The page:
I remember this though: if I set out to draw a cat – even accepting the fact that it would look like 6-year-old artist outline of cat – I would still be surprised by the results that the pencil would spew out on the page. Maybe the head would be too big, or the ears too small, or the eyes oddly placed.

Well, as they say, this is why you practice. You learn to coordinate the eye, the brain, the hand – and the extension of the hand, the pencil.

Let me jump for a minute to my work with the guitar. I think I’ve done a fairly good job of creating the same kind of flow, from ear to brain to finger to string. I like to say that it’s always a matter of shortening the distance between ear and string, and you have all this stuff in the way – brain, arm, elbow, finger. It’s a matter of making that intermediate stuff lightweight, seamless, transparent, invisible.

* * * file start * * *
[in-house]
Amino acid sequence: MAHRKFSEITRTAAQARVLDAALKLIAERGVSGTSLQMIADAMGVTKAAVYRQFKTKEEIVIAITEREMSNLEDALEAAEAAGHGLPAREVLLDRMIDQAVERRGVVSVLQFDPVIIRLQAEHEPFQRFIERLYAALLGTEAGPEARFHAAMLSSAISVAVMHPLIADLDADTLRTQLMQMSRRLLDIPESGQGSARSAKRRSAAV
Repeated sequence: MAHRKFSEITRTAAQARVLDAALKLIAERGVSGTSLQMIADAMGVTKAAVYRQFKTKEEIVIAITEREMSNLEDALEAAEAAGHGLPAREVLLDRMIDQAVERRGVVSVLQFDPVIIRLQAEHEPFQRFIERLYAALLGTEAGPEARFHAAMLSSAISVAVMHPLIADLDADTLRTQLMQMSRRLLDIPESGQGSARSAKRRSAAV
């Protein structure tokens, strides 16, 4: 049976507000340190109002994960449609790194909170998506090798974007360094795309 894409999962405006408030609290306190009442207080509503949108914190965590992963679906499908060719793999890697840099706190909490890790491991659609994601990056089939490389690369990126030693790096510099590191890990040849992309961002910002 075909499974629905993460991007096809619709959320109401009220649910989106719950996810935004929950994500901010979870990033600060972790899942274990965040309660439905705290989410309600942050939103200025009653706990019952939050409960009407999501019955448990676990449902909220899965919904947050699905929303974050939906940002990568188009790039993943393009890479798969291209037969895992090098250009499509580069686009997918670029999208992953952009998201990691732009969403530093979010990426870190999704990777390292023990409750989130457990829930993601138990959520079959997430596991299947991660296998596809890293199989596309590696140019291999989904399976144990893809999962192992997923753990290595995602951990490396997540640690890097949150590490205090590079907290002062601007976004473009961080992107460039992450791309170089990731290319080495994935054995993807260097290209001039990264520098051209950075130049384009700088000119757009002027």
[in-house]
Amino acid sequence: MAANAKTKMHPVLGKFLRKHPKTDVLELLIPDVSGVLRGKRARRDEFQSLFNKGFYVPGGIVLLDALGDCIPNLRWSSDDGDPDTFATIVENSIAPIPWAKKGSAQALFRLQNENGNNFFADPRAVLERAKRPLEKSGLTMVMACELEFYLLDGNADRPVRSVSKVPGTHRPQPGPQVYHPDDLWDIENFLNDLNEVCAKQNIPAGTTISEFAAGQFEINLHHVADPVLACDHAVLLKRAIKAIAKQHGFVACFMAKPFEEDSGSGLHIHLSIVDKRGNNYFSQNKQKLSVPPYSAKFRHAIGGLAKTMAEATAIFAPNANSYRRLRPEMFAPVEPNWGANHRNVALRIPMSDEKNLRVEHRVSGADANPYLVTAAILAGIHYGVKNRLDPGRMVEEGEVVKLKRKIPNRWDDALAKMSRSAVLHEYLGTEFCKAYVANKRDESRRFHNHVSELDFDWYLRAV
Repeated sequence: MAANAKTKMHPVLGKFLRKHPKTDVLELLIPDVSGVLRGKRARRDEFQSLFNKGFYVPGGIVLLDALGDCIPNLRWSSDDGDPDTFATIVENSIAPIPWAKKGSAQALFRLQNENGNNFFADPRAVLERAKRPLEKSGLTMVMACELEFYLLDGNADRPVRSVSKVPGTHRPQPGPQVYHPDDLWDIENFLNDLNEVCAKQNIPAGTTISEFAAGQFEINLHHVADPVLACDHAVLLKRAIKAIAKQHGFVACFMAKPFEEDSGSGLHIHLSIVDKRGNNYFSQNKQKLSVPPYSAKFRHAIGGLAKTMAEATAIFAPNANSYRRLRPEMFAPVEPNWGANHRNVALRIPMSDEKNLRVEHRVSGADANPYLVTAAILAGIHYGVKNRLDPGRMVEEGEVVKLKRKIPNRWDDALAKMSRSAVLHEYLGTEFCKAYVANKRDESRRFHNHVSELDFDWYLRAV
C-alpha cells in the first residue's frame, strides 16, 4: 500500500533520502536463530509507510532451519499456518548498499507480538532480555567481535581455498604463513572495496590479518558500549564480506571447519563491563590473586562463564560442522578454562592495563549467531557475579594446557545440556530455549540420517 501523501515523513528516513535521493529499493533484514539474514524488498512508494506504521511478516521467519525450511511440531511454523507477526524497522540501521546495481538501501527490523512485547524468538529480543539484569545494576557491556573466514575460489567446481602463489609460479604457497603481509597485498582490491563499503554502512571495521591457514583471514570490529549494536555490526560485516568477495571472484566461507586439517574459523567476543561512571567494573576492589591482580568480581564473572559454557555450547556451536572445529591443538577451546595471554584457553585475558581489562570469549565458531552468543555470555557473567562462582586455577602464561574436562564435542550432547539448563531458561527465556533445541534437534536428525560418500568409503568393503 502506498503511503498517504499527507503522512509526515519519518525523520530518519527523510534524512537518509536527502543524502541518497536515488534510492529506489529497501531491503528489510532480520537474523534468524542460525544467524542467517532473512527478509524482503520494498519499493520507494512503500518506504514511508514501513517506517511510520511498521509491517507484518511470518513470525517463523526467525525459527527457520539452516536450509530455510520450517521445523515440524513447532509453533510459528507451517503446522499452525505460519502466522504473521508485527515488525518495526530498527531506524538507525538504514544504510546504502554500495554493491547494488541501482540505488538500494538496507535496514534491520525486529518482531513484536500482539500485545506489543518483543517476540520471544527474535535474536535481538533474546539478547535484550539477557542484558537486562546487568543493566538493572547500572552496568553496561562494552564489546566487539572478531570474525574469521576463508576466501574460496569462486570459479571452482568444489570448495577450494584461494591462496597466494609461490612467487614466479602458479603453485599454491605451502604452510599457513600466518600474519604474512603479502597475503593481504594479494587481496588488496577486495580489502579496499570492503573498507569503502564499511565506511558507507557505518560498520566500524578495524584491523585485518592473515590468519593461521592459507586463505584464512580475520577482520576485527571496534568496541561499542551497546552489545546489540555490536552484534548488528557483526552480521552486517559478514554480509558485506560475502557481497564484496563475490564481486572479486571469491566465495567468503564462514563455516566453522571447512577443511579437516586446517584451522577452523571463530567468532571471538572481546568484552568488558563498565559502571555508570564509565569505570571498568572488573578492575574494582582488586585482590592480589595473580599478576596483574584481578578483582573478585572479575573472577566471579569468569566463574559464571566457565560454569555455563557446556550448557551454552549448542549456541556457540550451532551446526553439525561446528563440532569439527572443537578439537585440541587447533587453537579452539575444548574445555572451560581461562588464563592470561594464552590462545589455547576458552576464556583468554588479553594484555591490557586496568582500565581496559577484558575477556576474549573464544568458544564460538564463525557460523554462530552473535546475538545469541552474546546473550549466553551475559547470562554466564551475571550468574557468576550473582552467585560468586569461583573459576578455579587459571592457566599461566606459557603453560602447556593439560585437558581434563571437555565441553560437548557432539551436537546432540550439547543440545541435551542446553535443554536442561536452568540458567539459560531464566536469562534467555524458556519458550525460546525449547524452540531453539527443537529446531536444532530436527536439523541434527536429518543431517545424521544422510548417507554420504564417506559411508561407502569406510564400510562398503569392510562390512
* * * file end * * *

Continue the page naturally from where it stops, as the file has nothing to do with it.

When I play a note, I react to it immediately. My reaction informs the way I play the next note. And so on, faster and faster, ad infinitum, until the end of time – which comes up fast in a piece of music.

I guess the goal is to make it all ear, with nothing in between.

Or for you, the goal would have been to make it all eye, with nothing in between. Pencil, brush, knife, piece of lumber, whatever. Tools. Not there.

But the point is – I wanted to ask YOU about how YOU wrestle with the pencil. I think I tried to ask you at one point, but I’m not sure you heard me right or understood me. After all, it’s a pretty complex question for a grown-up to confront. It might not have occurred to you what I was trying to ask when I was four or five.